Johnny Cash – Songwriter

A historic release from the vaults of the country great...

“When I get an idea for a song it would gel in my mind for weeks or months, and then one day just like that, I’ll write it” said Johnny Cash, arguably one of the most famous country music songwriters of all time. Once again, his songwriting is taking centre stage with the release of ‘Songwriter’ which is a collection of previously unreleased songs that Johnny recorded in 1993, ten years prior to his death in September 2003.

These songwriting demos were recorded in a rare quiet period during Cash’s career at LSI Studios in Nashville and were a prelude to Johnny’s career renaissance in the nineties which saw him collaborate with Rick Rubin on a series of critically-acclaimed recordings that re-cemented his standing as one of the best American songwriters of his generation.

Thirty years on, his son John Carter Cash rediscovered the songs and stripped them back just Johnny’s vocals and guitar to highlight the power and passion of Johnny’s vocals as well to celebrate one of the world’s greatest songwriters and storytellers. John (along with a carefully-curated band) built ‘Songwriter’ based on these recordings which helped shape an incredible sounding record that sonically feels like it should  if Johnny Cash was recording today.

His distinctive vocals are as warm and rich as ever and have been further elevated by some impressive guitar playing from Marty Stuart and bassist Dave Roe, who sadly passed away not long after completing his contribution to ‘Songwriter.

Largely, ‘Songwriter’ has a nostalgic sound with the exception of the album opener ‘Hello Out There’ which despite being recorded in the early nineties was incredibly prophetical. Pondering about the star of the world, his vocals at times feel almost otherworldly and are sung with intelligence and gravitas. With lines like  ‘Hello out there/This is planet Earth/Calling Calling Calling Calling Calling’, ‘Hello Out There’ has a sense of foreboding which is elevated by the slightly menacing strings.

It was recorded at the same time that Johnny lent his lyrics to ‘The Wanderer’ which was the album closer for U2’s ‘Zooropa’ and there definitely feels like a synergy between the two tracks, both of which are centered around concern for the planet.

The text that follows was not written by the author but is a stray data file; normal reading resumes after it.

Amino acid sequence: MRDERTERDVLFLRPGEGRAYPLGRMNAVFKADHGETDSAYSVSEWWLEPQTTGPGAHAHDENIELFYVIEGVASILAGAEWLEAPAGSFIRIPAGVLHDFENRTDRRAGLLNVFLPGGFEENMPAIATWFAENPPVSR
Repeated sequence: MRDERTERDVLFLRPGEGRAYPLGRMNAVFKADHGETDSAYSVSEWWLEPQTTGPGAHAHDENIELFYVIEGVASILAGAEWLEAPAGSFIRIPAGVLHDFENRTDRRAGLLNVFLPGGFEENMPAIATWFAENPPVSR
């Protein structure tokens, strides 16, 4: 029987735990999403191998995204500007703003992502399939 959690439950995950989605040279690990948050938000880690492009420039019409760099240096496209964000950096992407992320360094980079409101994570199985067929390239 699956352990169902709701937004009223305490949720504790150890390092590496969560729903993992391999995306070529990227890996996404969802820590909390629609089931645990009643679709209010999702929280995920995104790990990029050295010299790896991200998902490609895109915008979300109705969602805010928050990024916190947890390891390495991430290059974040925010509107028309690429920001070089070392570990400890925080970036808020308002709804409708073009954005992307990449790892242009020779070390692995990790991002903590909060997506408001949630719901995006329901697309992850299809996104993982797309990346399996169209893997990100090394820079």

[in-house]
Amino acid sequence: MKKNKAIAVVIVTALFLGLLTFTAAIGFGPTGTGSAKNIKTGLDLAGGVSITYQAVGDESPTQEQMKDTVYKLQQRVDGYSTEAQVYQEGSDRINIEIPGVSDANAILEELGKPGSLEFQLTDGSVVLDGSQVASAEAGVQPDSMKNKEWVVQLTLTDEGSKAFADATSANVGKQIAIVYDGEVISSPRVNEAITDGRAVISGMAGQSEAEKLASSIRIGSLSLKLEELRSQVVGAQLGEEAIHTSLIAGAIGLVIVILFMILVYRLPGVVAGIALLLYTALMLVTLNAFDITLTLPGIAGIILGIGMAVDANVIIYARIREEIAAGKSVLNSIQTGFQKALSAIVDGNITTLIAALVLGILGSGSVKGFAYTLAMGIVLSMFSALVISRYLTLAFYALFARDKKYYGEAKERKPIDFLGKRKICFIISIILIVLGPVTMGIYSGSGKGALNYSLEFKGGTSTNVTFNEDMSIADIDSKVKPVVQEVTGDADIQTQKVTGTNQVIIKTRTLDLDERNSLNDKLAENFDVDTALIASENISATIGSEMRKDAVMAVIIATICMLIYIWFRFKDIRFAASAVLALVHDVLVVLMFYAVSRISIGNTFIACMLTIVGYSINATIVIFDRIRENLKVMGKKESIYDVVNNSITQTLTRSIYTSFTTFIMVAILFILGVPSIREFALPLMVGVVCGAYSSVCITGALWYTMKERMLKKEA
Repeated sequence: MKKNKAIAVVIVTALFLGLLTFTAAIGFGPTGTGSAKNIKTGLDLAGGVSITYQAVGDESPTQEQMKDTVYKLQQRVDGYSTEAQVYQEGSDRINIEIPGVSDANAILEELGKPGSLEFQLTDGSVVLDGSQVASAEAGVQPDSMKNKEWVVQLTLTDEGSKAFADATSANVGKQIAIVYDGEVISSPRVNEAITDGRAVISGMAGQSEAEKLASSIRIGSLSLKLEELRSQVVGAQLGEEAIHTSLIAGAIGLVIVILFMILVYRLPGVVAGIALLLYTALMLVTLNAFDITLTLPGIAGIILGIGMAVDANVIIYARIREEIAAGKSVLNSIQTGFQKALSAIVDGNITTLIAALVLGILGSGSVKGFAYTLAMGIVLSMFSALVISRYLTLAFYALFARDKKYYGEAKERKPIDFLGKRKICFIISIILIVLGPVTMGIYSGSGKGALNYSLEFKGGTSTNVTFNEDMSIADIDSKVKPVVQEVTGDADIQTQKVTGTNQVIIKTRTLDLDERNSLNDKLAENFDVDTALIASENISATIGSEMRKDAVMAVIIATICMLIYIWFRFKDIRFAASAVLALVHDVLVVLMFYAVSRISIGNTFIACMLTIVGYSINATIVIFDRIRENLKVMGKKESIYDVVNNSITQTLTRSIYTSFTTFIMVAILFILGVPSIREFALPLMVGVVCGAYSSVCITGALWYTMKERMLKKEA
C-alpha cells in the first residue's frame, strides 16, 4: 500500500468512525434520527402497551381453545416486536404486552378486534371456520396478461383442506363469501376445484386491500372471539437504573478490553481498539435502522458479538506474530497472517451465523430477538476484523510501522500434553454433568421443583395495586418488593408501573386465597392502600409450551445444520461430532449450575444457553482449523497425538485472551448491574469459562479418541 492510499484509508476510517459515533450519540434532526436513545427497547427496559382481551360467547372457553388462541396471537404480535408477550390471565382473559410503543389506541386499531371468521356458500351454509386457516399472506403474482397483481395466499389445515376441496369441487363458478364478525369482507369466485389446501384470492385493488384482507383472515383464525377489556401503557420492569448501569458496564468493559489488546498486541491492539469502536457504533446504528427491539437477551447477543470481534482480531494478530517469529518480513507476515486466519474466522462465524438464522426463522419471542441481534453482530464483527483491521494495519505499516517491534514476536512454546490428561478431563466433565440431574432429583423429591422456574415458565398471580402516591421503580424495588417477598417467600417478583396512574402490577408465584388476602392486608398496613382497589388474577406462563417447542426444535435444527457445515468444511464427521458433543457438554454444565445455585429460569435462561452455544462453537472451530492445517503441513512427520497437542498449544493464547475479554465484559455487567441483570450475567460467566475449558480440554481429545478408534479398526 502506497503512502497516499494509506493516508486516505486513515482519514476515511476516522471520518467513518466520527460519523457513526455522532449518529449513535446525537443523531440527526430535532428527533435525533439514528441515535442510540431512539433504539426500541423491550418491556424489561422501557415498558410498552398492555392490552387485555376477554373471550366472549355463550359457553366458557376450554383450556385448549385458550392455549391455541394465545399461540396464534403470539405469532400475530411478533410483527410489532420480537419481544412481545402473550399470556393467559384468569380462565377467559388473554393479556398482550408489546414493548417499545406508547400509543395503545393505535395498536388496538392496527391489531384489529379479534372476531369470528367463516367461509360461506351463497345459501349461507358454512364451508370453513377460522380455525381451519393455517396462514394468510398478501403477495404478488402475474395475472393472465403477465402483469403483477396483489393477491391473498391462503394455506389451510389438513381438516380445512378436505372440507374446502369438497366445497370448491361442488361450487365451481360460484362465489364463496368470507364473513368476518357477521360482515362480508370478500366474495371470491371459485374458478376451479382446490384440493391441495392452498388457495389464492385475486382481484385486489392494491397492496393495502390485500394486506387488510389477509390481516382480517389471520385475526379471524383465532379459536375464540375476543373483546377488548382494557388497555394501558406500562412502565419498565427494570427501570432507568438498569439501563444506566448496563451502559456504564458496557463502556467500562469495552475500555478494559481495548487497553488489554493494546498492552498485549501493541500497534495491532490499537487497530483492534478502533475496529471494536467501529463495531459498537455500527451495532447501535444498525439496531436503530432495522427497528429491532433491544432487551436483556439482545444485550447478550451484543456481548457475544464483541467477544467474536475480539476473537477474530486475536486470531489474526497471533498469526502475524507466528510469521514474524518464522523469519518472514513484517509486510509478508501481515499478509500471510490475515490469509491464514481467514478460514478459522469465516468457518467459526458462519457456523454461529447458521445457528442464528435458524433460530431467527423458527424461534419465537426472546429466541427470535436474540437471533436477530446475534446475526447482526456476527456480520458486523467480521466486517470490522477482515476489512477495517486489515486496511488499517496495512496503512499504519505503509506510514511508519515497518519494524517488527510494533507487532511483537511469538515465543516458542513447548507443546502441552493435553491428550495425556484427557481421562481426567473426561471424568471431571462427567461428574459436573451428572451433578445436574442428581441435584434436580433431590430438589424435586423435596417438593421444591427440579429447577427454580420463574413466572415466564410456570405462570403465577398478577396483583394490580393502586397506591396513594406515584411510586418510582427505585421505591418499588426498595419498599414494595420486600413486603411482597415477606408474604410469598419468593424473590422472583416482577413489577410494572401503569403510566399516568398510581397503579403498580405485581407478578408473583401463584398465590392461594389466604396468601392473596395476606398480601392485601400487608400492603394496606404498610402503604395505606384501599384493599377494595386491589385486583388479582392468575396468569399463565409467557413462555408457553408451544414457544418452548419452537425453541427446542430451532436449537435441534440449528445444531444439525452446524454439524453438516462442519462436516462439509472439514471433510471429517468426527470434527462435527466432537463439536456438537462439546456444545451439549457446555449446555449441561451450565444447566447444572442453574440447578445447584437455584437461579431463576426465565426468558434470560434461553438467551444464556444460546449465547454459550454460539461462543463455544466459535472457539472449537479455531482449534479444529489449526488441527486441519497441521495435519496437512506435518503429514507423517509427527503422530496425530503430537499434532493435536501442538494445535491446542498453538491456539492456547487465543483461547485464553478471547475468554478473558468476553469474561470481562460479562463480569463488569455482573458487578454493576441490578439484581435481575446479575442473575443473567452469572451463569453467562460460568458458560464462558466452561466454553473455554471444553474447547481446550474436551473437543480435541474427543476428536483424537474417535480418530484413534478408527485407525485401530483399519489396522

The songs Cash chose to record during this period were entirely personal to him and had been written over many decades, with some dating back to the mid to late ‘70s. ‘Drive On’ with its jubilant riffs and honeyed vocals is reminiscent of Cash’s take on ‘A Boy Named Sue’ and is a stark departure from his later work with Rubin which veered more on a sombre and reflective approach.

Johnny’s cheeky side and playful lyrics are omnipresent throughout the delightfully-quirky ‘Well Alright’ which tells the story of a man chatting up a woman in a laundromat. Of course, there are washing references and double entendres which shows Johnny’s humour with lines like ‘She said be gentle with my silk and lace and I said well alright!’. The galloping beat of ‘Well Alright’ feels like the younger sibling of the intro to ‘Folsom Prison Blues’ which was recorded more than four decades earlier.

The upbeat vibes continue with the beautiful “I Love You Tonite”’ which is a touching love letter to his beloved wife June Carter Cash who passed away just a few months before her husband. The lyrics talk of their life together and how he loves her ‘tonight and even more than he loved her in the sixties’. 

June’s influence on Johnny can also be found in ‘Poor Valley Girl’ which tells the story about the roots of June and her mother country music pioneer, Maybelle Carter whilst the charming ‘Have You Been to Little Rock?’ sees Johnny paying homage to his country roots.

Throughout his life, Cash struggled with addiction and ‘Like A Soldier’ is confessional and contemplative, where he compares his demons as the enemy and likened his subsequent recovery to a ‘soldier getting over a war’.

‘Songwriter’ is a meticulously-produced collection of what is likely to become Cash classics. It’s a time capsule of how Cash was feeling in the early nineties and is a reminder of his immense talents as both a singer and a songwriter and serves as a poignant and career-defining moment of the Man in Black’s enduring musical legacy.


Words: Emma Harrison // @emmahwriter

Join the Clash mailing list for up to the minute music, fashion and film news.